There is hardly any crisis situation imaginable which would not affect any stakeholder. On the contrary, typically multiple stakeholder groups are affected and involved – to a varying extent. On the contrary, in crisis situations, the number of stakeholders might increase or at least the stakes intensify: “During a crisis, another group that may join the functional publics is the victims. Victims may have been customers prior to the crisis; however, when customers are harmed, they become victims.” (Stephens, Malone, and Bailey, 2005, p. 395) From the stakeholder perspective, a crisis can be defined as an unpredictable event which threatens their expectancies and can seriously impact an organisation’s performance and generate negative outcomes. In addition, a crisis can threaten an organisations’ social legitimacy (the consistency between organisational and stakeholder values) as it violates stakeholder expectations of how an organisation should operate. Whereas an effective crisis management might result in a stronger organisation, “management by crises” would take a heavy toll on stakeholders. Provoking (physical, financial or psychological) harm to stakeholders is considered the most negative outcome in this context. The stakeholder perception is essential for defining a crisis situation. In this regard, crisis management aims to prevent or lessen the negative outcomes and thereby protect the stakeholders. The effectiveness of crisis management is frequently rated by stakeholders upon highly visible crisis responses (Coombs, 2010). Especially in times of crises it seems not sufficient to consider shareholder interests. Depending on the nature of the crisis type one or more stakeholders may be especially affected and need specific attention. The salience (i.e. the degree to which managers give priority to competing stakeholder claims’) of affected stakeholders may change dramatically during a crisis. Even if impossible for all imaginable crisis situations, managers should nevertheless simulate potential alterations of individual stakeholder saliences. (Alpaslan et al., 2009) As stakeholders have (by definition) a stake in the company, this company has at least a moral commitment to the inclusion of stakeholders into the crisis management process.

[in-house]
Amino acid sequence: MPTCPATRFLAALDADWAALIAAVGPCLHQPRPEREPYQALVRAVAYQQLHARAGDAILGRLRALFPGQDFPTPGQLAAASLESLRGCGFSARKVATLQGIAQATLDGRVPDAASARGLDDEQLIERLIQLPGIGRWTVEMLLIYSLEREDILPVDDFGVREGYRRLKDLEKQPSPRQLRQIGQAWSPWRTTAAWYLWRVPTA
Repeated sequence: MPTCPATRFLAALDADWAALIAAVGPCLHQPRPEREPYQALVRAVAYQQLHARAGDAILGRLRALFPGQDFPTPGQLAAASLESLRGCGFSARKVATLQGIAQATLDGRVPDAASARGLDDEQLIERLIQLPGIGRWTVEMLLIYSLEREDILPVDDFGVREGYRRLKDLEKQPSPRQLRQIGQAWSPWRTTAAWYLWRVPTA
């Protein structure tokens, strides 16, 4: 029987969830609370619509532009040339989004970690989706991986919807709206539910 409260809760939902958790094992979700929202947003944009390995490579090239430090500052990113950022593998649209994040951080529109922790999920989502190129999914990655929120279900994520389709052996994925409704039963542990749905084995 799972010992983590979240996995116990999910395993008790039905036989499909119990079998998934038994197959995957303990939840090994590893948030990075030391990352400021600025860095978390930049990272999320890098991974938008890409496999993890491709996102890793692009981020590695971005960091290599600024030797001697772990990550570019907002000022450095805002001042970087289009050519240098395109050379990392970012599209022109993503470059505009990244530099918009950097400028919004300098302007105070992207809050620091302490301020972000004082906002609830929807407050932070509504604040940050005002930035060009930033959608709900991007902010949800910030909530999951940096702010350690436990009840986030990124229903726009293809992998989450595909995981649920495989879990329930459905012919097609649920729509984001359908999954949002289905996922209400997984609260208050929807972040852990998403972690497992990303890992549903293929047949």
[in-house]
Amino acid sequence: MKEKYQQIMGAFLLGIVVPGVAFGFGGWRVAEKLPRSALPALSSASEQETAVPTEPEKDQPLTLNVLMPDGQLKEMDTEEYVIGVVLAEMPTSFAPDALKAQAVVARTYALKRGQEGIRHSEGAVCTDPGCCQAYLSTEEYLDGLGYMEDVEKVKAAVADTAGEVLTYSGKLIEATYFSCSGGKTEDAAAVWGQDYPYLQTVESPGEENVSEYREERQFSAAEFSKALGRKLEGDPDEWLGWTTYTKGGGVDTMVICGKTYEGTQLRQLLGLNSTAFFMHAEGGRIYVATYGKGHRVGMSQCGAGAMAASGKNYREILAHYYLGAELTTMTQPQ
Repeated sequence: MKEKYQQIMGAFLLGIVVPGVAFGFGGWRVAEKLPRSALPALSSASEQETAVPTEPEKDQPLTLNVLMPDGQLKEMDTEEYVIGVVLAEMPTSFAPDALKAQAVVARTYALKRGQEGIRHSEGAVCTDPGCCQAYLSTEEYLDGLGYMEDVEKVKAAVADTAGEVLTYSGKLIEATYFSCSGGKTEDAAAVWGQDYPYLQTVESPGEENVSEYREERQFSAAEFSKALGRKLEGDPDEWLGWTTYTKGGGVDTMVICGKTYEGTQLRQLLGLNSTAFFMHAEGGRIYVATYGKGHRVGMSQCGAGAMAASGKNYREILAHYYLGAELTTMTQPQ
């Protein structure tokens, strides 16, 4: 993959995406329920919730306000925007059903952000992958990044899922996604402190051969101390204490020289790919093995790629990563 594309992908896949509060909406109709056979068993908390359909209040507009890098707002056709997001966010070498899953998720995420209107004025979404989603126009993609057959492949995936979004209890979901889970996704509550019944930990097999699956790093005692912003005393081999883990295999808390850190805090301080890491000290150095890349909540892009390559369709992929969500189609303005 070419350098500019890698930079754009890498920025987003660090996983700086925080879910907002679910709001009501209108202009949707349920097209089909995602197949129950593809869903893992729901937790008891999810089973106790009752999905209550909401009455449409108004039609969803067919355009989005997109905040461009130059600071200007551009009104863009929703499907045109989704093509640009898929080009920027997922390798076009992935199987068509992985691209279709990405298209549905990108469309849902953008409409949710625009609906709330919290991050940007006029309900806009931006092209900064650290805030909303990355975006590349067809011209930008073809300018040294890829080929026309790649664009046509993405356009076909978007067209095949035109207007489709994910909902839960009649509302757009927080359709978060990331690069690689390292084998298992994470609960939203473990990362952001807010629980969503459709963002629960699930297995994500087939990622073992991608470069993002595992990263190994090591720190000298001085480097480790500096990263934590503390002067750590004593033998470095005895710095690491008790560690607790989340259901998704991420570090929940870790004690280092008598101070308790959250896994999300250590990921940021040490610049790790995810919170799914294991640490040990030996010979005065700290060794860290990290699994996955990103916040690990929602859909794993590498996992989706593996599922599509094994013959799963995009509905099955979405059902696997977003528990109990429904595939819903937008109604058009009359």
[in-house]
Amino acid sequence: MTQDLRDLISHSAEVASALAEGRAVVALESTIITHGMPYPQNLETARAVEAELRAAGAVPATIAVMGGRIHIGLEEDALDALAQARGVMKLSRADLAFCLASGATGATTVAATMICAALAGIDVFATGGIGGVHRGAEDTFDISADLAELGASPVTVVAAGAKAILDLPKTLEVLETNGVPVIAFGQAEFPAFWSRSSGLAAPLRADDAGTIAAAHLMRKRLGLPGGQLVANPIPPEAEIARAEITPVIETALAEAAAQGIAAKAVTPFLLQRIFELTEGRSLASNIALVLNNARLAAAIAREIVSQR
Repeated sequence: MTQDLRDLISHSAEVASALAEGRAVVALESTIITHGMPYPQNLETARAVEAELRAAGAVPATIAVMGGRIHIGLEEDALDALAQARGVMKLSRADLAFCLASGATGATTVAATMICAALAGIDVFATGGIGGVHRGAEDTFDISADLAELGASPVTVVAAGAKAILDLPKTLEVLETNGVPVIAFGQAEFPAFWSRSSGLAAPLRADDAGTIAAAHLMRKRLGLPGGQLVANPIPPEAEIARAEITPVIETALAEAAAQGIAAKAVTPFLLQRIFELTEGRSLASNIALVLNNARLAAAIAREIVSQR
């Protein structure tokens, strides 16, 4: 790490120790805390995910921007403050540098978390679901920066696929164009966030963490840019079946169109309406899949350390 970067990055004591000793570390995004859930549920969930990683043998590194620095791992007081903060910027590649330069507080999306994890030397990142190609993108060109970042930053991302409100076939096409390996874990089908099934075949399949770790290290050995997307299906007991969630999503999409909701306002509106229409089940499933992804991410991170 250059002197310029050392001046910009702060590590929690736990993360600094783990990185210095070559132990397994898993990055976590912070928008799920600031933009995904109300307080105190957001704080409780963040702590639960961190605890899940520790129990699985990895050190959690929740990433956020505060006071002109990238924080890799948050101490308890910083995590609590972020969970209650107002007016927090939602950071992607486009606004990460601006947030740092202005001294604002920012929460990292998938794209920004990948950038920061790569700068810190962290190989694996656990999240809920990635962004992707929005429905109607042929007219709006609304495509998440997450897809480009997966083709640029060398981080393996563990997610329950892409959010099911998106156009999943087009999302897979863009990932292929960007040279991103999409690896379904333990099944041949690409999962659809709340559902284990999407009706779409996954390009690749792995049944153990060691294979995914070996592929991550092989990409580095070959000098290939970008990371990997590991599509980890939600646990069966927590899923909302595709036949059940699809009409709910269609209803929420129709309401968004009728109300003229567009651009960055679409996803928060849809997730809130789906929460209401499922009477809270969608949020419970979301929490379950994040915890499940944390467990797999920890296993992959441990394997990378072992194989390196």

Conclusively, literature review reveals that both – corporate crisis management and stakeholder management – are surely promising managerial concepts but only if conducted strategically. This implies profound preparatory work, time and workforce dedication, regular training, control and enhancement and last but not least fierce support by the organisations’ leaders. E.g. corporate crises might only be overcome with as little impact as possible by considering various imaginable source-based scenarios even before the occurrence of the concrete crisis situation. The various crisis management phases and the respective crisis management tools have to be considered carefully. From the stakeholder relationship management point of view, a tailor-made stakeholder map corresponding to the organisations’ specifics has to be drawn and the stakeholders’ power, influence and urgency evaluated.
3. Research Premises
The hints given as well by the literature as by the fact of the hotel industry being part of the service industry on the one hand and the tourism industry on the other hand lead to the justification of adding the stakeholder relationship aspect to the model. As not all stakeholders and their respective perceptions and demands can be analysed by an empirical data analysis, the three decisive stakeholder groups (internal hotel stakeholders, hotel guests and Destination Management Organisations (DMOs)) will be analysed ceteris paribus. Furthermore, it became obvious that while the application of both management approaches – corporate crisis management and stakeholder relationship management – is more than justifiable due to the industry specifics the majority of organisations seem to apply them more intuitionally than strategically if they apply them at all. In relation to stakeholder relationship management many of them apply the approach without naming it explicitly. One reason for this non-professional application of both approaches may be found in the fact that the typical hotel organisation is attributed to SMEs. Within SMEs limited resources such as time and workforce have to be allocated to daily operational processes instead of strategic planning. These facts may be seen as a clear indication for the need of a general model which can be applied to the individual hotel organisation without great effort and profound academic knowledge.